The Heritage Foundation’s prestigious index of economic freedom for 2014 has just been published. It states that over the 20-year history of the Index, the UK’s economic freedom ranking, at 14th, has declined by 3 points. Worryingly, this is the most adverse movement of any European country.
By contrast, Switzerland is #1 in Europe and #5 in the world. The Swiss have stayed out of the €uro but also stayed out of the EU.
The index of economic freedom used by the authors takes into account four components of economic freedom: the size of the state, respect for the rule of law, regulatory efficiency, and the openness of the market.
In Switzerland, the improvement was due to an increase in the freedom of trade, public finance management as well as the openness of the market measured by the freedom of trade and financial freedom. The Swiss economy with its flexibility and openness as well as an efficient regulatory framework, encourages entrepreneurship and innovation. In addition, the Swiss legal system is largely independent with respect to concerning politics, and Switzerland has exceptionally low levels of corruption.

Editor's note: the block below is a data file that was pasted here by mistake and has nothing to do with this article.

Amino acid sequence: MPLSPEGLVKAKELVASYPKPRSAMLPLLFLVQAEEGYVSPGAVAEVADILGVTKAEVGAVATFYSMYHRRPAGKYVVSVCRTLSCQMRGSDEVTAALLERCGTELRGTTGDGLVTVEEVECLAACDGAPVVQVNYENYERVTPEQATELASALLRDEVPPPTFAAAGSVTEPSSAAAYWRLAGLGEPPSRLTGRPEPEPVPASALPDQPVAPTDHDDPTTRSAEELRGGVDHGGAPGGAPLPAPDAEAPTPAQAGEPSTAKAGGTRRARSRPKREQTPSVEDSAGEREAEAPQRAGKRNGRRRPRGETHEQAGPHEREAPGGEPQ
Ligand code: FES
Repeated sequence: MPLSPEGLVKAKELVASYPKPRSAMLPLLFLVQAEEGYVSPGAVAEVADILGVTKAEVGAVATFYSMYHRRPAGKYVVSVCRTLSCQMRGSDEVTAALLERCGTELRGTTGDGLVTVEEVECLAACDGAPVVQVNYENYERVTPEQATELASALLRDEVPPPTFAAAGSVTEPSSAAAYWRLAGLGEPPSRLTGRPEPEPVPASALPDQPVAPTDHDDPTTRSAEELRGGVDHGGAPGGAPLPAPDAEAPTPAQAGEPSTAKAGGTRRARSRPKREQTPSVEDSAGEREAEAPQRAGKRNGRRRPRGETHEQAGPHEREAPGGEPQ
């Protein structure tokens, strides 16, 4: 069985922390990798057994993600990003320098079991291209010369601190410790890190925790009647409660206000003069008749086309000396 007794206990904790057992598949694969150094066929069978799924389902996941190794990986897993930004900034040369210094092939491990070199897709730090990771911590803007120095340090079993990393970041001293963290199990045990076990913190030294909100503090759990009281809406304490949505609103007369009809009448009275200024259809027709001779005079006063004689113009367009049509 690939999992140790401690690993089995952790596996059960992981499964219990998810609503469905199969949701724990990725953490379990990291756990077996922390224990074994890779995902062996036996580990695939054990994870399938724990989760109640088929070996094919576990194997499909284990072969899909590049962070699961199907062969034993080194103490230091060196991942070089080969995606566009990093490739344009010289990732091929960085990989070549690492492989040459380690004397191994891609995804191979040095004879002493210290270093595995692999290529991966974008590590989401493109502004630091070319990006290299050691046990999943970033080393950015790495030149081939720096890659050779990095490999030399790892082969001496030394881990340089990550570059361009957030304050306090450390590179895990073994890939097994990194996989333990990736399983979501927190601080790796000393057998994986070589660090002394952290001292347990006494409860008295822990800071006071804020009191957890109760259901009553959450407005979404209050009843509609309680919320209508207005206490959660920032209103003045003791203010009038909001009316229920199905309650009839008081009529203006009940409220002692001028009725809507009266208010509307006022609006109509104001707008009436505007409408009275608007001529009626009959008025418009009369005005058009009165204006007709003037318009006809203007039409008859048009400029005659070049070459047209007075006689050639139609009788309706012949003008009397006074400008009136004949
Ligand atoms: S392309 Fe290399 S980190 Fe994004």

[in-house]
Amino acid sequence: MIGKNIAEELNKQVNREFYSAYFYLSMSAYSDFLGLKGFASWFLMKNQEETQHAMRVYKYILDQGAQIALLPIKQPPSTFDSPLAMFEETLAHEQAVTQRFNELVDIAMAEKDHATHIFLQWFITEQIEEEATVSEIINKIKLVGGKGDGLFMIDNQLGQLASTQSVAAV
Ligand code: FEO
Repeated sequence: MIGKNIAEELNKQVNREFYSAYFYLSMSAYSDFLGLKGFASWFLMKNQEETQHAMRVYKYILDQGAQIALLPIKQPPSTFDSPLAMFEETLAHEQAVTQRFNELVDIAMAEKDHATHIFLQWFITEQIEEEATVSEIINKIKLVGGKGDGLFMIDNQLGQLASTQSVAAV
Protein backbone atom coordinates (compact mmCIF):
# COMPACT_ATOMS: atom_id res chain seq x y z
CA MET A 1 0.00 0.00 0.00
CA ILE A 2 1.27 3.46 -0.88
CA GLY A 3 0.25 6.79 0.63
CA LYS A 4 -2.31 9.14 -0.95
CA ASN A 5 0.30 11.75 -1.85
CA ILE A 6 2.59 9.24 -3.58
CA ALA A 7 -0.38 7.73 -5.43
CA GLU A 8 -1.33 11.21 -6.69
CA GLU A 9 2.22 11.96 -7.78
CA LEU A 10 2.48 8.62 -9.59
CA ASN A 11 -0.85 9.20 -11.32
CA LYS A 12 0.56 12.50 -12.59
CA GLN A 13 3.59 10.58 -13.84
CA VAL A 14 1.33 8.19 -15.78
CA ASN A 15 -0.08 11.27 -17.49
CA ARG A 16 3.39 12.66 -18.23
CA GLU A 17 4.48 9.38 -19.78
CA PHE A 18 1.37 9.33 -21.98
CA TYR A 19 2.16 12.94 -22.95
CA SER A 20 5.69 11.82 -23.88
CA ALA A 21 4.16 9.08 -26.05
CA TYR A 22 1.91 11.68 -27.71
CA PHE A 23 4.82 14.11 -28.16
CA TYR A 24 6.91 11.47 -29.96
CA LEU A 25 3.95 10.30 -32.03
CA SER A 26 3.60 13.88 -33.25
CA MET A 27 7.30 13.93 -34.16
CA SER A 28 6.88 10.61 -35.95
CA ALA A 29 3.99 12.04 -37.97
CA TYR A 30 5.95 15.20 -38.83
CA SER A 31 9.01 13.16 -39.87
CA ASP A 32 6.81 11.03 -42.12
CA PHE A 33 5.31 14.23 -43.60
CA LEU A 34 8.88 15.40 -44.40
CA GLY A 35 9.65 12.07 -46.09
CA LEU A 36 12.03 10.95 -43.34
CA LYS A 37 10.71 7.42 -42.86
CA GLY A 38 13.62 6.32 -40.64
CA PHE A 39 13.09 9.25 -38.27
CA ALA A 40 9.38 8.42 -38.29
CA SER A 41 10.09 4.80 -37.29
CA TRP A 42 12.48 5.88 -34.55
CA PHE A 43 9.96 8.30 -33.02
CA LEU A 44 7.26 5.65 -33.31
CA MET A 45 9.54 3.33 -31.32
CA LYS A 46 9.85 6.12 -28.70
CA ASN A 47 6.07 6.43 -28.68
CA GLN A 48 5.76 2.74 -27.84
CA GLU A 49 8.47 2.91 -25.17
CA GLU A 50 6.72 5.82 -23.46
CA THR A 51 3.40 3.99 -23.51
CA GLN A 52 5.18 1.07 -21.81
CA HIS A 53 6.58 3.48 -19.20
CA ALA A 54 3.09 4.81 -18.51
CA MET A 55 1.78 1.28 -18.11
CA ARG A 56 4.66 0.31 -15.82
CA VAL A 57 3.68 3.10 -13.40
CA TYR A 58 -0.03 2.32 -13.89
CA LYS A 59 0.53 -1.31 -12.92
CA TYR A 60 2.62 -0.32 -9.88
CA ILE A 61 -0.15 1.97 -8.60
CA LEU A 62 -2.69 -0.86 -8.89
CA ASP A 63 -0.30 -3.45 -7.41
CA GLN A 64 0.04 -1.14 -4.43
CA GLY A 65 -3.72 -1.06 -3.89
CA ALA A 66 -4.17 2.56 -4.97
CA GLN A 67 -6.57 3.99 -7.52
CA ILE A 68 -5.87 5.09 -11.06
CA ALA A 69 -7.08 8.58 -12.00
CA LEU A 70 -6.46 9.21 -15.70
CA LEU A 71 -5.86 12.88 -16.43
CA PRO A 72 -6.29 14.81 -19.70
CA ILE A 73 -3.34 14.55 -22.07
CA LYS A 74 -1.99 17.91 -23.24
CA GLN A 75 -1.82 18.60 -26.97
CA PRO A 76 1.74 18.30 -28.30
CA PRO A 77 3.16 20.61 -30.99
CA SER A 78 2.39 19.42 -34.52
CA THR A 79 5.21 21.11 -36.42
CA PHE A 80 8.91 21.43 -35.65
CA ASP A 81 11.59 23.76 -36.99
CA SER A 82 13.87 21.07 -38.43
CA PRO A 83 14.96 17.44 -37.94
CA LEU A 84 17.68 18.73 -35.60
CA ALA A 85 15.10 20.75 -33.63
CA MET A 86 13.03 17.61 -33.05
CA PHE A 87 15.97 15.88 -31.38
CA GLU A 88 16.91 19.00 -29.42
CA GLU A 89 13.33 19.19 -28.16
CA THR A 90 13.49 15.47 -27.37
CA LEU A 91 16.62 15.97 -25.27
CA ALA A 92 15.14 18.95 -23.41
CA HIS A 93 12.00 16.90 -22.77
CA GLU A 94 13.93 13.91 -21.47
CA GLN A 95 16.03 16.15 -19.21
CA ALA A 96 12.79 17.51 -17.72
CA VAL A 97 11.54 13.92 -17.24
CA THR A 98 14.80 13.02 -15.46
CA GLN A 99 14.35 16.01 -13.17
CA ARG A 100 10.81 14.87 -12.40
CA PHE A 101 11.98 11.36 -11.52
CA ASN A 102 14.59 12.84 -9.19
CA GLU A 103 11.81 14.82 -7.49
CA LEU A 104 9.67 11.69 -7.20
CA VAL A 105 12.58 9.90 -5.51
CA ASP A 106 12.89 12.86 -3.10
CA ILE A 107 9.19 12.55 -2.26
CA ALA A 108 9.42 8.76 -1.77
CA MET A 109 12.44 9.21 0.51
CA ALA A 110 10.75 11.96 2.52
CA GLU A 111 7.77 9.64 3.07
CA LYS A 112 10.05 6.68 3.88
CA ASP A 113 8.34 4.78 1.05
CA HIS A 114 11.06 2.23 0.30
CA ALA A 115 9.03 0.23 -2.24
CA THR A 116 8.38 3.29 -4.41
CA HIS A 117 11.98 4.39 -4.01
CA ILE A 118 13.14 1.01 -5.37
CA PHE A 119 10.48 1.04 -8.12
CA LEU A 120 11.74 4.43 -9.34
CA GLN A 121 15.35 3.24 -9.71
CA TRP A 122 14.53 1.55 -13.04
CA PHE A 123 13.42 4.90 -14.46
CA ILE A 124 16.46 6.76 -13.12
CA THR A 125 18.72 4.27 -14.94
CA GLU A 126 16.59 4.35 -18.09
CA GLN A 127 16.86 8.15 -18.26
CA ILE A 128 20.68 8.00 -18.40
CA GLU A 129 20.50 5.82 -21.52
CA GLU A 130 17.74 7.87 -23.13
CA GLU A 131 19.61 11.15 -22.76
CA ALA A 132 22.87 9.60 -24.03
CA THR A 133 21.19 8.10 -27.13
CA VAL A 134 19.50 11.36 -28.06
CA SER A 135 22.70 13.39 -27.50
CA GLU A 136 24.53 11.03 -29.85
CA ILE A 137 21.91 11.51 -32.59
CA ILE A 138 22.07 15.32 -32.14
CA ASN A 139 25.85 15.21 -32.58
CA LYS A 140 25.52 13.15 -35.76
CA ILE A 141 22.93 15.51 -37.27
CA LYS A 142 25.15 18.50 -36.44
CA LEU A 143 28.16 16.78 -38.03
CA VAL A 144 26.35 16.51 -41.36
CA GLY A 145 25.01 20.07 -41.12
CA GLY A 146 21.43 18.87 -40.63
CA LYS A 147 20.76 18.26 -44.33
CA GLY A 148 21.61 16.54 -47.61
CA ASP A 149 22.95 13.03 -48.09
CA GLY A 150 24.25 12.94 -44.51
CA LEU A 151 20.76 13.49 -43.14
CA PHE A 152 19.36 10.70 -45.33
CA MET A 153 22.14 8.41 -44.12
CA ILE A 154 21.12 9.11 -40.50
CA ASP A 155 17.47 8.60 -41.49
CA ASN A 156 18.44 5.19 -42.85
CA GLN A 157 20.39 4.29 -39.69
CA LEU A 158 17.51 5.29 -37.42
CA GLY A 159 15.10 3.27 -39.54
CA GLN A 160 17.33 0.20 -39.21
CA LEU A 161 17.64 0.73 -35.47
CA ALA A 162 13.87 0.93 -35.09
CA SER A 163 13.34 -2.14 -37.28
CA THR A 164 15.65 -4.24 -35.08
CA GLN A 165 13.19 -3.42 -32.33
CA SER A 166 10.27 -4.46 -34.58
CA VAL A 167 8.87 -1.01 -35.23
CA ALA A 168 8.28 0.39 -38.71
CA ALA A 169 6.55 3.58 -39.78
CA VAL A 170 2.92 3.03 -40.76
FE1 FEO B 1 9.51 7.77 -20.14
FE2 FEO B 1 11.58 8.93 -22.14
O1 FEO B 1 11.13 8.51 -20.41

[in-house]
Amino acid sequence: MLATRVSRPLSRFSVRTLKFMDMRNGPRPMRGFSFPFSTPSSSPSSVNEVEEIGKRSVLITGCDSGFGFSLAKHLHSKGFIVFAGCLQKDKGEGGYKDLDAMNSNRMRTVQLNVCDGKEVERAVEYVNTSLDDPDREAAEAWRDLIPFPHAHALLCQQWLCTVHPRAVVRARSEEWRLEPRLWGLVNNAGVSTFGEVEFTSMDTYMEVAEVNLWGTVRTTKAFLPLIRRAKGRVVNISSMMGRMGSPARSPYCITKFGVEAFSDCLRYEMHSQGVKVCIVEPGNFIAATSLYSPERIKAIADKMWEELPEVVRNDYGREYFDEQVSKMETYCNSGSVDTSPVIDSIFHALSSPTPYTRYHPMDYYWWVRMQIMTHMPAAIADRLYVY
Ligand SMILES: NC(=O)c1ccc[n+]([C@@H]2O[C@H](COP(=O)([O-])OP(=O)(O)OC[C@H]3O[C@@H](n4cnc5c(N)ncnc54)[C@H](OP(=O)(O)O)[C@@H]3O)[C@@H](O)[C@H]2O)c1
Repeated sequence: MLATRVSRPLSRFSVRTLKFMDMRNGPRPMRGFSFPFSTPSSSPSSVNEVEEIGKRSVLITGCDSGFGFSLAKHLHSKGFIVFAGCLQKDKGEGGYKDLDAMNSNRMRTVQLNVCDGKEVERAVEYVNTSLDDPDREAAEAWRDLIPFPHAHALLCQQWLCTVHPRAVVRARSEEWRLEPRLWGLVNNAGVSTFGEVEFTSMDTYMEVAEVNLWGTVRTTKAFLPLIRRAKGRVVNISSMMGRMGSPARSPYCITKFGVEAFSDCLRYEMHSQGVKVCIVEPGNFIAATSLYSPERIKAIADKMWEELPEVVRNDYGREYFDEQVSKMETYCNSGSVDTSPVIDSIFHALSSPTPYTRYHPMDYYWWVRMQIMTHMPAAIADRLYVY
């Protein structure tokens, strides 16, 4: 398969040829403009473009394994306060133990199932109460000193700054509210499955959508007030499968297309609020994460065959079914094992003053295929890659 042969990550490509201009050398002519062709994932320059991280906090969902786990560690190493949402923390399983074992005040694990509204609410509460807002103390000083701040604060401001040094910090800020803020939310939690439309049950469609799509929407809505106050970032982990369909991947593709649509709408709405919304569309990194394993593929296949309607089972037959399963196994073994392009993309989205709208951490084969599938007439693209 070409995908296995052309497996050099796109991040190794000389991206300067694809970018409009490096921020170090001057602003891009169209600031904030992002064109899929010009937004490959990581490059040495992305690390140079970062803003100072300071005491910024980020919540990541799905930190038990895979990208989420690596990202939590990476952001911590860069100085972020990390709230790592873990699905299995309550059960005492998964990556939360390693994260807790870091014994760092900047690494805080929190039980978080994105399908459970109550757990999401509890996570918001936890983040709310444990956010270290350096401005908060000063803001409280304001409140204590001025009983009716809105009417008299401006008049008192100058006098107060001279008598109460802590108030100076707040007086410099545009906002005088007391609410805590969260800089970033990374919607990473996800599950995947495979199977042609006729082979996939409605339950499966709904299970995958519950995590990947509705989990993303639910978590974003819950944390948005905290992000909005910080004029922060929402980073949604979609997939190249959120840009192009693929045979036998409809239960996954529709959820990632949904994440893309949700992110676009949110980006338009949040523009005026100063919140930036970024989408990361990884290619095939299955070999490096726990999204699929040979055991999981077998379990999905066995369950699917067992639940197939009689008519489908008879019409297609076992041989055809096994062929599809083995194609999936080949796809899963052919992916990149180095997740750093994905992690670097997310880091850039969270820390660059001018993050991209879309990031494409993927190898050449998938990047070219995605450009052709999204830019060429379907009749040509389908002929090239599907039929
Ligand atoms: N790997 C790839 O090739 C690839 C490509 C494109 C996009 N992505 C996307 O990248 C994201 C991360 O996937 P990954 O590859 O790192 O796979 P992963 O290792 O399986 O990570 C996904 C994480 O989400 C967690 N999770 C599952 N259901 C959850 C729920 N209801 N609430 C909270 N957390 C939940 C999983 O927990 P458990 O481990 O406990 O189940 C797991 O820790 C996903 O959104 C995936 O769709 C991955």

Switzerland’s high ranking demonstrates that a sovereign country can reach a high level of economic freedom while pursuing a policy of independent growth . According to Natasha Srdoc, President and co-founder of the Adriatic Institute for Public Policy, Switzerland won first place in Europe in terms of freedom of trade and monetary freedom: “The fact of being separate from the EU and having its own currency seems to be the best option for Swiss citizens in order to achieve a high level of economic freedom”.
The Swiss case it is another clear example of a sovereign nation achieving highest scores of economic freedom by independently pursuing pro-growth policies. Staying out of the EU and keeping its own currency was evidently the best option for the citizens of Switzerland to achieve higher levels of prosperity and economic freedom. It’s worth noting that Switzerland’s per capita GDP (US$ 78812) is nearly double the UK ($38161), while Norway, also an independent country with its own currency, is more than double ($99170).